The National Transportation Safety Board investigates railroad accidents and derailments, just as it does with airline accidents. Railroads should have emergency response teams in place, just as airlines do.
Federal hazardous materials rules apply to railroad shipments of hazardous materials.
The Illinois Commerce Commission regulates railroads within Illinois. The Public Utilities Commission oversees all track crossing within Illinois.
A federal law, the Federal Employer's Liability Act (FELA), governs injuries to railroad employees. It operates similarly to the workers' compensation system for other employees, in the sense that it is their exclusive remedy. Unlike the workers' compensation system, however, it requires some negligence on the part of the railroad in order to recover compensation.
Maritime. Maritime law is its own world. It covers a fairly wide swath of accident types, from injuries about cruise ships to workplace injuries at harbors to accidents involving pleasure boaters. Because of the complexity of these claims, you should consider consulting with an attorney experienced in maritime law to make certain that your rights are fully protected.
Unless the injury occurs within a state's territorial waters, a work-related injury at sea won't be covered by workers' compensation. Instead, the injured worker should file a claim under a federal law called the Jones Act, which extends the Federal Employer's Liability Act to seamen. Even if your injury is covered under state workers' compensation laws, you may want to pursue a Jones Act claim because the benefits are normally more generous.
To qualify for coverage under the Jones Act the vessel that you were injured on must be "in navigation" at sea or in a body of water that is connected to interstate or international commerce, you must spend a substantial part of your work time on board the vessel, and you must contribute to the work of the vessel.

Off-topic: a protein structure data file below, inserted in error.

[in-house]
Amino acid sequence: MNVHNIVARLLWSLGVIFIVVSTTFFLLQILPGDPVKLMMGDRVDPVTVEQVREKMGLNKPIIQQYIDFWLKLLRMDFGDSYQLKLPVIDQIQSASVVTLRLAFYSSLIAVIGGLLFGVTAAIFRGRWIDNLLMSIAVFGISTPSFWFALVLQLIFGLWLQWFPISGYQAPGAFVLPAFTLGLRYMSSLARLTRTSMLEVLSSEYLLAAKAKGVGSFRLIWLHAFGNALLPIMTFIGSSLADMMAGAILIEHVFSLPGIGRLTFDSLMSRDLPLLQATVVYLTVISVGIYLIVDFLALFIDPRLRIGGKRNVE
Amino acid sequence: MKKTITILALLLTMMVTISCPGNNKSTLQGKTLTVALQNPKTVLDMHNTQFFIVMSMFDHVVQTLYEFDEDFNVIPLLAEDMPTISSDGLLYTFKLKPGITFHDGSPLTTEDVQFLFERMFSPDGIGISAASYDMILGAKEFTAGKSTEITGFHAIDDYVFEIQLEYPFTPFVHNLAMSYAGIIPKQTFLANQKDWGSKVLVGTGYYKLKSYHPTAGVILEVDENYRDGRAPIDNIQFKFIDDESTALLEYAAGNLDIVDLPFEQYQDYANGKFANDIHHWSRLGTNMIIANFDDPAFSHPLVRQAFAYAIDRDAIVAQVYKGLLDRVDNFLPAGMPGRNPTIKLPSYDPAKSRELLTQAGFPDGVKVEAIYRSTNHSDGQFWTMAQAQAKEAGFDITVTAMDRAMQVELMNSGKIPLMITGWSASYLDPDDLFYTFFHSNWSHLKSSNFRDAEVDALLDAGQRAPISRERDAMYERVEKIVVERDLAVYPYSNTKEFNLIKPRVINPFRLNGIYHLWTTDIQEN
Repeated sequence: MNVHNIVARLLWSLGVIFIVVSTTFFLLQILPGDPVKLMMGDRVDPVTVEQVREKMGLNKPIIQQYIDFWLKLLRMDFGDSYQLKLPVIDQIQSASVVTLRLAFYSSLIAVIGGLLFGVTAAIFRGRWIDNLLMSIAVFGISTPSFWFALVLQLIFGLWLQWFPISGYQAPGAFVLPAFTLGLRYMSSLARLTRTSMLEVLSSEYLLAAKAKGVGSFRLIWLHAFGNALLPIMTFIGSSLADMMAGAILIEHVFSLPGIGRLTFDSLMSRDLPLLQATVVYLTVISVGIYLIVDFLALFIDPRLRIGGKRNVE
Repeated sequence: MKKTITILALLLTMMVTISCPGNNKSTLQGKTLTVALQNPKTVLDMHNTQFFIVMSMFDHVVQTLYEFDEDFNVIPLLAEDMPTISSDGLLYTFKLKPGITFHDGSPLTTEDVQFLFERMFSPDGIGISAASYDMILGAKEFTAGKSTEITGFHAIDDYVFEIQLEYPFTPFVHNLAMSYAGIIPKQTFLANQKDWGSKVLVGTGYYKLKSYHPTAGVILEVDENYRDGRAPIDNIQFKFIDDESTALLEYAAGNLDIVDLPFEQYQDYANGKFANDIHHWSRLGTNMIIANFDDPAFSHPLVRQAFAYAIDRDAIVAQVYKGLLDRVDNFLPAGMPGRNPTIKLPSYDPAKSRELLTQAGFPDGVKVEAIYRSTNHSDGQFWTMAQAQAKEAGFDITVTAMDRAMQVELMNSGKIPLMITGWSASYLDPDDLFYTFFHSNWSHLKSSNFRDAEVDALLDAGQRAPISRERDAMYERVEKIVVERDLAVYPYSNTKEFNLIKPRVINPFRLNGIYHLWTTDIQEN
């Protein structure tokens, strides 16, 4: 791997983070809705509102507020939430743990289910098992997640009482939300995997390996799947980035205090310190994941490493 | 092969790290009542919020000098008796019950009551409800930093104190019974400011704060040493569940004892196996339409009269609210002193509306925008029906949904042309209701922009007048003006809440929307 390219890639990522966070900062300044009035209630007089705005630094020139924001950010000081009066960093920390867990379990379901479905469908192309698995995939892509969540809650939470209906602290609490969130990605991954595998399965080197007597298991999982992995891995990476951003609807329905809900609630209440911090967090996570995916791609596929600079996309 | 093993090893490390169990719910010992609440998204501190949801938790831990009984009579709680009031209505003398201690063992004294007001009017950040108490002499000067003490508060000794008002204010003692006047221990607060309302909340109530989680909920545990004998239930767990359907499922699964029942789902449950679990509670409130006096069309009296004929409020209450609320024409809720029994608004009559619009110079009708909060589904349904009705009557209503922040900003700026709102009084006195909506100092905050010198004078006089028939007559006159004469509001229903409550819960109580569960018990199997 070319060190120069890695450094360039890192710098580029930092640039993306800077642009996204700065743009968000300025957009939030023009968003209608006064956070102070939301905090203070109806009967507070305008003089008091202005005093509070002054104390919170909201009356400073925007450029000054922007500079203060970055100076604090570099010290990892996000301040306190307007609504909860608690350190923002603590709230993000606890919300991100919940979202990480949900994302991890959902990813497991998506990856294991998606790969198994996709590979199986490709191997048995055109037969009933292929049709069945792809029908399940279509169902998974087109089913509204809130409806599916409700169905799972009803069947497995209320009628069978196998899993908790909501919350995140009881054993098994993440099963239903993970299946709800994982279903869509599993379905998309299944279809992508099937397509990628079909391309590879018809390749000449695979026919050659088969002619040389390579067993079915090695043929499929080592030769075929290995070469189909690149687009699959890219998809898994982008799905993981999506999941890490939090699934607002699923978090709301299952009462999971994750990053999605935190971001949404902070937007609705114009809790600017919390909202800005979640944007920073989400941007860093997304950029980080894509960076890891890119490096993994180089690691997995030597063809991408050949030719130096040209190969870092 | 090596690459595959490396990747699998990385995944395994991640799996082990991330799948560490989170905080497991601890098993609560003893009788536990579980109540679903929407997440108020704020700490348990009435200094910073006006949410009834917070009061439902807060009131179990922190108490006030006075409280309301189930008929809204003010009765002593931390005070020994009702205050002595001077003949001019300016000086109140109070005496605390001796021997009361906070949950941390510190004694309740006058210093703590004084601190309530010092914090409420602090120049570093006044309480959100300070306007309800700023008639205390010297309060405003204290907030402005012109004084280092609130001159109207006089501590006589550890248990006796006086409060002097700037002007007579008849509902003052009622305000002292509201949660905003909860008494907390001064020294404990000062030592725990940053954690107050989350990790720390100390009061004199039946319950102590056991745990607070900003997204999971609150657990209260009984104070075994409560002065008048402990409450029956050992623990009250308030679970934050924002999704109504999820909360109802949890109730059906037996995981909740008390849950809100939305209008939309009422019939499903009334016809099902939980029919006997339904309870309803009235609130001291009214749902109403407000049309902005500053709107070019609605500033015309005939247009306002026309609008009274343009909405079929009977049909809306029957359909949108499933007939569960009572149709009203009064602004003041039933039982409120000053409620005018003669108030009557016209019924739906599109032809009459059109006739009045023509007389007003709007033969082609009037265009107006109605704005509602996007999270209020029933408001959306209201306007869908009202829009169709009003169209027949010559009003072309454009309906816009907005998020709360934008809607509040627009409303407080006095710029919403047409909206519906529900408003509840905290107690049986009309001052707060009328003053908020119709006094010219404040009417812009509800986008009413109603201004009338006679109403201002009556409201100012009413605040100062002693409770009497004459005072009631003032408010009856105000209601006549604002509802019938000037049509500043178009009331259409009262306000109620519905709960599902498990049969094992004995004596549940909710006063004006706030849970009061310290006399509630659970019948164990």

An injured person is entitled to compensation if an unseaworthy condition on board the vessel caused the injury. A condition is unseaworthy if the vessel, the crew, or the vessel's appliances are not reasonably fit for their intended purpose, which can occur if a piece of equipment is defective, the crew is inadequately trained, the number of persons assigned to complete a task is inadequate, or a condition onboard the vessel is unsafe.
Ordinary negligence principles can be used to recover under the Jones Act, with one variation that favors the injured person. A case can be established with only a slight showing of negligence because an employer owes a higher duty of care to a seaman than in an ordinary negligence case. Negligence can be shown if the employer is not following a safety statute, not providing adequate equipment for a job, engaging in a dangerous or unsafe method of work, or failing to correct an unsafe condition. The negligence must be the proximate cause of the injury, just as in ordinary negligence cases.
A seaman may collect general damages for pain and suffering, disfigurement, disability, and loss of enjoyment of life under the Jones Act. Claims under the Jones Act must be filed within three years from the date of injury.